UoL accused of discriminating against disabled students who require extensions
Disabled students could face a £200 deadline extension fee
University of Liverpool has been accused of disadvantaging disabled students by charging extension fees to those requiring extensions, even on medical grounds.
According to a BBC investigation, students could be face a £200 fine should they need to extend a coursework deadline that takes them into the next academic year. The BBC also spoke to a number of students affected by these charges. One claimed she was locked out of her university emails and account after she was unable to pay the fees.
The University charges a £50 fee for students to extend their studies for three months due to extenuating circumstances. Students are charged a further £200 if this goes into the following academic year, even if these circumstances are on medical grounds. Invoices list these charges as "tuition", however one student was told in person that it was an admin charge.
One student said: "The support has been extremely inconsistent and, at times, just completely not there. I just feel quite marginalised".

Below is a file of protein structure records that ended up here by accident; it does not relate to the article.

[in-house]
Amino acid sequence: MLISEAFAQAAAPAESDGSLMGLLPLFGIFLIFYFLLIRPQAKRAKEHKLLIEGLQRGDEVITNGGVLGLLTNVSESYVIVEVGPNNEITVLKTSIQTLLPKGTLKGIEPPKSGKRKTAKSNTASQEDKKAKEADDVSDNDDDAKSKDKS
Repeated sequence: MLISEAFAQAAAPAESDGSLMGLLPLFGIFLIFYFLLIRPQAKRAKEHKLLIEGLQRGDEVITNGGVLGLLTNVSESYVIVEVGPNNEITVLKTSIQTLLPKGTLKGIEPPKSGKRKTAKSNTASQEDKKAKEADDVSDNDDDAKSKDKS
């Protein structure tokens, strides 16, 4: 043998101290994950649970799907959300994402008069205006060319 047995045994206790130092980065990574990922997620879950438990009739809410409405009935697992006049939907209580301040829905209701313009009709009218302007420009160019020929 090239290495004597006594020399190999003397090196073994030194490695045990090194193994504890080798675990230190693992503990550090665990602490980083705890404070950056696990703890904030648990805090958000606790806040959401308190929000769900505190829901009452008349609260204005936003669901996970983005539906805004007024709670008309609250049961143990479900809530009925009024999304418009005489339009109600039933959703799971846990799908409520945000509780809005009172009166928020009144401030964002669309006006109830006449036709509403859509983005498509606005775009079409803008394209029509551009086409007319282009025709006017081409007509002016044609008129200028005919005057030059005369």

Joe McNeill, President of the University of Liverpool's University and College Union condemned the "appalling, discriminatory treatment", saying: "Our students stand with us in our fights and we will stand with them in theirs.
"Solidarity to all students dealing with this awful behaviour. We will be raising this."
Under the 2010 Equality Act, the University has a responsibility to ensure disabled students are given the same amount of access to education and resources as non-disabled students are.
Postgrad student Felicity told The Victoria Derbyshire show she provided the University with medical evidence to secure additional time for her studies. The University charged her a total of £250 for extensions. She said: "I've not extended my studies because I want to have some more time to do my work. It's because I need it.
"It's the one thing that would have made my life easier, given all the health problems I've got.
"I'm trying my hardest to finish my work as it is – which has been pretty difficult."
UoL claimed Felicity had previously "received a number of short-term coursework extensions as reasonable adjustments", and said she was not registered as a disabled student with the uni.
Last month, a Freedom of Information request made by The Liverpool Tab revealed 77 per cent of of UoL buildings are unsafe for disabled students.
Nana, a wheelchair user, claimed she had been scheduled to attend classes in inaccessible rooms "five or six times". She said accessibility was frequently a struggle, and frosted glass in lecture theatres prevented her from seeing her lecturer.
According to the Victoria Derbyshire show, the University has said it is reviewing their deadline extension policy. The University has also apologised for scheduling lectures in inaccessible rooms and have removed the frosted glass that prevented Nana from even being able to see her lecturer.